• Open Access English
    Authors: 
    Lledó. Gema; Sellarés, Jacobo; Brotons, Carlos; Sans Corrales, Mireia; Díez Antón, Juana, 1962; Blanco Arbués, Julià; Bassat Orellana, Quique; Sarukhan, Adelaida; Campins Martí, Magda; Güerri Fernández, Robert; +2 more
    Publisher: Institut de Salut Global de Barcelona (ISGlobal)
    Country: Spain

    A variety of studies suggest that up to 10-15% of all patients with COVID-19 may present persistent symptomatology weeks or even months after the original infection. Given the accumulated burden of COVID-19 in Catalonia, Spain, we speculate that over 90,000 patients could have been or are currently affected by persistent symptoms or sequelae. The Multidisciplinary Collaborative Group for the Scientific Monitoring of COVID-19 (GCMSC) presents its third report where they propose a clear set of case definitions of Post-Acute COVID syndrome (PACS) and its sub-categories and recommend a comprehensive medical examination to characterise the clinical features and complications when assessing PACS. Additional support from ISGlobal’s Antoni Plasència and Josep M. Antó

  • Publication . Contribution for newspaper or weekly magazine . 2021
    Open Access
    Authors: 
    Viscor Carrasco, Ginés;
    Publisher: Asociación The Conversation España
    Country: Spain

    Desde el inicio de la pandemia de la COVID-19, algunos investigadores han tratado de dilucidar los efectos que podrían tener las condiciones ambientales en la propagación del virus del SARS-CoV-2. Varios autores han sugerido que la transmisión del virus podría verse afectada por factores como el frío, la humedad, la exposición a radiación ultravioleta y la vida a grandes alturas.

  • Open Access
    Authors: 
    Alba Sabaté Gauxachs; José María Albalad Aiguabella; Míriam Díez Bosch;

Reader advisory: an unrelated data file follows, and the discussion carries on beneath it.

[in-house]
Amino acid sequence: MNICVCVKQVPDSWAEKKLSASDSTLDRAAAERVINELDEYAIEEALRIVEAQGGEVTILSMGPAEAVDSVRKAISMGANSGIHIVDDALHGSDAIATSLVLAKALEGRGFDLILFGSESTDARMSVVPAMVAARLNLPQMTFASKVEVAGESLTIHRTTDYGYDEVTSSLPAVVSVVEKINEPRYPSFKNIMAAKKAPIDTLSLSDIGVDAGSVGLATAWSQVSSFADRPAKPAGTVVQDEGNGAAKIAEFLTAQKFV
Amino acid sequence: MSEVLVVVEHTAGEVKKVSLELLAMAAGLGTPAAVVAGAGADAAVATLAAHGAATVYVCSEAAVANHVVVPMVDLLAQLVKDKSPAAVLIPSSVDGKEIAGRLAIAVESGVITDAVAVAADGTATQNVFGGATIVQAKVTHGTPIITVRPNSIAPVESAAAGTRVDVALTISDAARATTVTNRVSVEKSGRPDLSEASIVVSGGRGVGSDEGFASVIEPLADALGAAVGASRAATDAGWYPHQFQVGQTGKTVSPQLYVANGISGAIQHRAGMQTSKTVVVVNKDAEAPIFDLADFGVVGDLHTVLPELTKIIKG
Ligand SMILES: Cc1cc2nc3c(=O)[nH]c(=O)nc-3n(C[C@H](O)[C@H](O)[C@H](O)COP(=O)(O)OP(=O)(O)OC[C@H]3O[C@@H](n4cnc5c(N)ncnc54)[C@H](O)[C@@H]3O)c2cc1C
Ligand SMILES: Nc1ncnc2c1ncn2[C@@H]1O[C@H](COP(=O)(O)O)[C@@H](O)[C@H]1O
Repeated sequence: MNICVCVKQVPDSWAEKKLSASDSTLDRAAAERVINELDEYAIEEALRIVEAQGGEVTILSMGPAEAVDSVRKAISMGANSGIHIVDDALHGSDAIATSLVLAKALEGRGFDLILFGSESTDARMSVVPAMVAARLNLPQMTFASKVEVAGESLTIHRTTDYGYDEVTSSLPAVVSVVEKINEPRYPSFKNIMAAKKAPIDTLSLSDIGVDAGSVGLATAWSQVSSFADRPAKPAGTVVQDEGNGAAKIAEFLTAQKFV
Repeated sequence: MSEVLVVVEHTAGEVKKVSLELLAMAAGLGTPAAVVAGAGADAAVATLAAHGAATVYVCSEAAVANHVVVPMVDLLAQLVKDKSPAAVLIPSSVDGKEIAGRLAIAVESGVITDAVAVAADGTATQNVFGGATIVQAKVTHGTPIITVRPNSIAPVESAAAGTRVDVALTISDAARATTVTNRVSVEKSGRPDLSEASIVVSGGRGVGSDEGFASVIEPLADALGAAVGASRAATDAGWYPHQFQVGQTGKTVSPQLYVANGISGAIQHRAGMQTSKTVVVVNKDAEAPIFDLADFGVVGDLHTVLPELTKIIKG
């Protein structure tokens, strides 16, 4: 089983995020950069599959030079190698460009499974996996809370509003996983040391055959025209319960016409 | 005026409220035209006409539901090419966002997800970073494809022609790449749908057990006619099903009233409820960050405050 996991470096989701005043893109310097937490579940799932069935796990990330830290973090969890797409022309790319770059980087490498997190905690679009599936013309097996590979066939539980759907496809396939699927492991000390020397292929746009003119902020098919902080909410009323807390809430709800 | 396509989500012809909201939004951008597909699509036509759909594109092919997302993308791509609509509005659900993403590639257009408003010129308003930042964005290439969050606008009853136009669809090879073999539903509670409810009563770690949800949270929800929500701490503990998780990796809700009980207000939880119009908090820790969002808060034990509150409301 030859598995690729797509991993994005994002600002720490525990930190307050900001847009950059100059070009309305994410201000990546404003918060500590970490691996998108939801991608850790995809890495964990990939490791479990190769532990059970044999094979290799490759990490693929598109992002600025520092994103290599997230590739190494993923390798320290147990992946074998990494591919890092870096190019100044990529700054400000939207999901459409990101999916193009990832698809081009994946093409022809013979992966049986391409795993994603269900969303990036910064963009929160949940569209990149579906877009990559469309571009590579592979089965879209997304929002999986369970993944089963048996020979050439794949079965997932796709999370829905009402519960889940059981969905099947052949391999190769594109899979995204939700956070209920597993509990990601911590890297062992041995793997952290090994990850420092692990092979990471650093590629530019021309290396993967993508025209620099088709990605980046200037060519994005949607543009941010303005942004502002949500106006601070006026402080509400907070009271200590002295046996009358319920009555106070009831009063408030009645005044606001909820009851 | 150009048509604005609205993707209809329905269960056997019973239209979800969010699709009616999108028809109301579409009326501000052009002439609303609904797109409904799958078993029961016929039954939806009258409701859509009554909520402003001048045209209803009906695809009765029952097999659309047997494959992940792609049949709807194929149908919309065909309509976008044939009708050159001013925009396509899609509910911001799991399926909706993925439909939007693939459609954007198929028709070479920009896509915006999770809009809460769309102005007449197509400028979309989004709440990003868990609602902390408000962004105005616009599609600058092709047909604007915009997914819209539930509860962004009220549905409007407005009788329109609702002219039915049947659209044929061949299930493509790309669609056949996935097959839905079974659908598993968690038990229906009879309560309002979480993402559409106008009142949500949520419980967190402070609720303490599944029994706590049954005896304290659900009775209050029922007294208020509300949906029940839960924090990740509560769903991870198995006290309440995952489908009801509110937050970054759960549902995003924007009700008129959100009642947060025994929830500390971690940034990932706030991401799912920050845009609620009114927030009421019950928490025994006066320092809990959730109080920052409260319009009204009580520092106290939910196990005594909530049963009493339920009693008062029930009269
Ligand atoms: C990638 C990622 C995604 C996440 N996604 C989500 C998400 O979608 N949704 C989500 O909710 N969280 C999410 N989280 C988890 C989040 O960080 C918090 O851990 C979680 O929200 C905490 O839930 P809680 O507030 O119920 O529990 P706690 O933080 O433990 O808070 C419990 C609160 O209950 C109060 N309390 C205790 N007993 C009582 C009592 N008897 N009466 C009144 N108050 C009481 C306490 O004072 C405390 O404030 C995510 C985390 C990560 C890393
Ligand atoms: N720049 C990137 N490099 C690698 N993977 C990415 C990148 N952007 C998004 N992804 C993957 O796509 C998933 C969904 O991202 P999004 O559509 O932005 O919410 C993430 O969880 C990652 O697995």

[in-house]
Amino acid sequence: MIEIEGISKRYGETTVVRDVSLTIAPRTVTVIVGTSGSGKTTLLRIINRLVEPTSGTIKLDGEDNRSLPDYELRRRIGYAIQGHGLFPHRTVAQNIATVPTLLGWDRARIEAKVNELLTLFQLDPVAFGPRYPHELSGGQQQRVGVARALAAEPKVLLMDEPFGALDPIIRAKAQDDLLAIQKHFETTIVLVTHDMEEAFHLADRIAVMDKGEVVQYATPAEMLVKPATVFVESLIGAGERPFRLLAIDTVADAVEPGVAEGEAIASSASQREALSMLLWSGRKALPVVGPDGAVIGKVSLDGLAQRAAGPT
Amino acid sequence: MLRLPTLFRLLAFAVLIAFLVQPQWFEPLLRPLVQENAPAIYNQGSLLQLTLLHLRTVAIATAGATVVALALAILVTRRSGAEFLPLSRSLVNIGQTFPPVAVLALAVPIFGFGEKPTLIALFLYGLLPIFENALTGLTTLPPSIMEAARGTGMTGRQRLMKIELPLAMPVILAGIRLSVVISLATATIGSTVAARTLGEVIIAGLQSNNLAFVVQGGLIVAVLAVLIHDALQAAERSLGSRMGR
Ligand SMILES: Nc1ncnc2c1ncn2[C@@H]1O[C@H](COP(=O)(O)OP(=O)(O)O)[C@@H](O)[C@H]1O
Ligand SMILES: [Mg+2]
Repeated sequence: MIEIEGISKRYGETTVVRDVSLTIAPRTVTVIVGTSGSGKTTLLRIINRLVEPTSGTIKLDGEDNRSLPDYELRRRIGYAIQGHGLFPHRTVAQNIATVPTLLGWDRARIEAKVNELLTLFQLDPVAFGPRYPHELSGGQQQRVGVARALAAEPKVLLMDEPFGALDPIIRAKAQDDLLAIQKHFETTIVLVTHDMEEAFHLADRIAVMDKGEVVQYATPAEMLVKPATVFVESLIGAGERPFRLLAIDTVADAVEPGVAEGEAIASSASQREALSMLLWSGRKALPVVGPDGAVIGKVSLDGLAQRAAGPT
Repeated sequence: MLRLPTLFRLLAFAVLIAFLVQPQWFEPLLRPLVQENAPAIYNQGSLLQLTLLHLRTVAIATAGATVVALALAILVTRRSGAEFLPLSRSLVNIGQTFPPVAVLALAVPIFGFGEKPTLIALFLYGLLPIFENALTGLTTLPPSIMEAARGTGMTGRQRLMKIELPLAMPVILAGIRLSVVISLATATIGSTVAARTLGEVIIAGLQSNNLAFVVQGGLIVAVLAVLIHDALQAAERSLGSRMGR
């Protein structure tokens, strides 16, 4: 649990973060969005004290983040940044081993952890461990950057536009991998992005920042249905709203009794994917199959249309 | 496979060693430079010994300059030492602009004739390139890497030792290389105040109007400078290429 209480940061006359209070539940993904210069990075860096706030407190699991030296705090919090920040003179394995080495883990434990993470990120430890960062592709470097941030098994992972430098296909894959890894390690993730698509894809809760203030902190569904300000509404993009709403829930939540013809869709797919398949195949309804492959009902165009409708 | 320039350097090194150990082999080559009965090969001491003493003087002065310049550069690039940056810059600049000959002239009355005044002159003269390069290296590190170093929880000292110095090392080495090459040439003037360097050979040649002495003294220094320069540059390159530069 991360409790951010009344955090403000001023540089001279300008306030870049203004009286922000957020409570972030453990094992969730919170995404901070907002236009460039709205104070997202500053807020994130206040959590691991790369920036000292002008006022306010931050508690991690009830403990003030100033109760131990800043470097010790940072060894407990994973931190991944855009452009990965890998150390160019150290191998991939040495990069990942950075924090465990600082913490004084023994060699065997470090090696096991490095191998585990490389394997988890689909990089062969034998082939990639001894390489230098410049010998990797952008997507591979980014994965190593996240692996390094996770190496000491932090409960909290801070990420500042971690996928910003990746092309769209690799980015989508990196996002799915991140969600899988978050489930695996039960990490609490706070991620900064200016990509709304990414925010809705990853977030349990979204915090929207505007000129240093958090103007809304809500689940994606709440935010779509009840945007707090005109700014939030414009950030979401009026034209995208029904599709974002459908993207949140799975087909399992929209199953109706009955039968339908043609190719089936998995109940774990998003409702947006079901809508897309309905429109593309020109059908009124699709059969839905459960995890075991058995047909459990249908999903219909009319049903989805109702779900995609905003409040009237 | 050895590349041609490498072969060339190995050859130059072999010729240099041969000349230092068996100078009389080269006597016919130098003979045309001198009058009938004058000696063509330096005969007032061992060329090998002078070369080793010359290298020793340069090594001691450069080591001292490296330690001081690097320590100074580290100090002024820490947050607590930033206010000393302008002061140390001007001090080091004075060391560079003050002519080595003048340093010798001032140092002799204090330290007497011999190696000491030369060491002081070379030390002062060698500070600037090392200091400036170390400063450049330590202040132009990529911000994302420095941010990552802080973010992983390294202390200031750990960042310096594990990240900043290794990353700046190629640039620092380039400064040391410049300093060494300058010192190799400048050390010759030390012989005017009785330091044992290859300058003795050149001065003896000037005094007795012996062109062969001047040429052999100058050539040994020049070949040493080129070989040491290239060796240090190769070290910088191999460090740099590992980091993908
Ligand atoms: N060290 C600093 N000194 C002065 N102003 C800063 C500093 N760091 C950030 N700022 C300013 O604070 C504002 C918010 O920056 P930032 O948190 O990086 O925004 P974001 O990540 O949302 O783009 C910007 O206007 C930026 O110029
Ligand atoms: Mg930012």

Publisher: MDPI AG
    Country: Spain

    COVID-19 has driven several global offline communities to go online. Restrictions to the free movement of people in response to the coronavirus pandemic triggered a profound rethinking of jobs, products and services, and among them, the activities of religious communities, which are well consolidated in the offline sphere. In Spain, since the lockdown established by the government in March 2020, the Catholic Church has reinvented its activity, as all the churches and other places of worship have been closed. This constituted a considerable challenge, considering the history and dynamics of the institution. This paper aims to analyze how Catholicism, as one of the most consolidated offline communities, reworked its communication, going online in a matter of days. With this objective, researchers surveyed each and every one of the 70 Spanish dioceses, taking them as representatives of the global Catholic community in the country. Their responses are complemented with an in-depth interview with the Director of Communications at the Spanish Conference of Bishops. The results highlight the huge and unprecedented step towards the digitalization of the community through consistent, creative and efficient action. New methods, platforms and languages have been implemented, even broadening community membership. Despite an offline essence that is still detected in some decisions, this pandemic has brought a new communicative paradigm to the Spanish Catholic community. Digitalization has been consolidated whilst preserving the best aspects of direct contact and action. © 2021 by the authors. Licensee MDPI, Basel, Switzerland.

  • Open Access
    Authors: 
    Molina Romo, Óscar;
    Publisher: European Foundation for the Improvement of Living and Working Conditions
    Country: Spain